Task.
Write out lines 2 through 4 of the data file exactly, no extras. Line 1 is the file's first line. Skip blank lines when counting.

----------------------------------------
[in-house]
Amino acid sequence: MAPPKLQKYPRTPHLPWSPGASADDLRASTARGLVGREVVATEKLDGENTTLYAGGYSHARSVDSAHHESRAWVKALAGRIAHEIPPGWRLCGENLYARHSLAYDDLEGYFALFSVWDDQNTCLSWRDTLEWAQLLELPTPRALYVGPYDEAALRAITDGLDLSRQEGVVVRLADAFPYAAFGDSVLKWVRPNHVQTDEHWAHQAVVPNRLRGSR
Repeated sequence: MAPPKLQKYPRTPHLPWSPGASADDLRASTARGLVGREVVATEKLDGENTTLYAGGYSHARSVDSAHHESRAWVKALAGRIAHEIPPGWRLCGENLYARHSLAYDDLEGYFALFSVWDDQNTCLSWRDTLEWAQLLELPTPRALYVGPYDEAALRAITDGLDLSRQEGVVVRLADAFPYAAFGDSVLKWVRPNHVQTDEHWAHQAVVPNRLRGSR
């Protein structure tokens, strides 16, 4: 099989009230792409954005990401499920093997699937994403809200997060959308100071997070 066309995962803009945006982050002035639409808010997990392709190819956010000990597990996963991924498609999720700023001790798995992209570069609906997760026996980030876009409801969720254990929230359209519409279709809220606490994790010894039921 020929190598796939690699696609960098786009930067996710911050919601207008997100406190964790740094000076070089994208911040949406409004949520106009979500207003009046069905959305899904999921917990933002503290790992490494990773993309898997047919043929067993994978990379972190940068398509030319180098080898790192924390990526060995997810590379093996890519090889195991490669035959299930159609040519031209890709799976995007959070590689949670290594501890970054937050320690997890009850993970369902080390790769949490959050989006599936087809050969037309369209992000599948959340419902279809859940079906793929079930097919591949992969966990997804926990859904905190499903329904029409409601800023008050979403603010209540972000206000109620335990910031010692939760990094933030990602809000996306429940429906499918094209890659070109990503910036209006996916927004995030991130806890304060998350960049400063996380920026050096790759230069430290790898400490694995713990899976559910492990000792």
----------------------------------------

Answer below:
Amino acid sequence: MAPPKLQKYPRTPHLPWSPGASADDLRASTARGLVGREVVATEKLDGENTTLYAGGYSHARSVDSAHHESRAWVKALAGRIAHEIPPGWRLCGENLYARHSLAYDDLEGYFALFSVWDDQNTCLSWRDTLEWAQLLELPTPRALYVGPYDEAALRAITDGLDLSRQEGVVVRLADAFPYAAFGDSVLKWVRPNHVQTDEHWAHQAVVPNRLRGSR
Repeated sequence: MAPPKLQKYPRTPHLPWSPGASADDLRASTARGLVGREVVATEKLDGENTTLYAGGYSHARSVDSAHHESRAWVKALAGRIAHEIPPGWRLCGENLYARHSLAYDDLEGYFALFSVWDDQNTCLSWRDTLEWAQLLELPTPRALYVGPYDEAALRAITDGLDLSRQEGVVVRLADAFPYAAFGDSVLKWVRPNHVQTDEHWAHQAVVPNRLRGSR
């Protein structure tokens, strides 16, 4: 099989009230792409954005990401499920093997699937994403809200997060959308100071997070 066309995962803009945006982050002035639409808010997990392709190819956010000990597990996963991924498609999720700023001790798995992209570069609906997760026996980030876009409801969720254990929230359209519409279709809220606490994790010894039921 020929190598796939690699696609960098786009930067996710911050919601207008997100406190964790740094000076070089994208911040949406409004949520106009979500207003009046069905959305899904999921917990933002503290790992490494990773993309898997047919043929067993994978990379972190940068398509030319180098080898790192924390990526060995997810590379093996890519090889195991490669035959299930159609040519031209890709799976995007959070590689949670290594501890970054937050320690997890009850993970369902080390790769949490959050989006599936087809050969037309369209992000599948959340419902279809859940079906793929079930097919591949992969966990997804926990859904905190499903329904029409409601800023008050979403603010209540972000206000109620335990910031010692939760990094933030990602809000996306429940429906499918094209890659070109990503910036209006996916927004995030991130806890304060998350960049400063996380920026050096790759230069430290790898400490694995713990899976559910492990000792």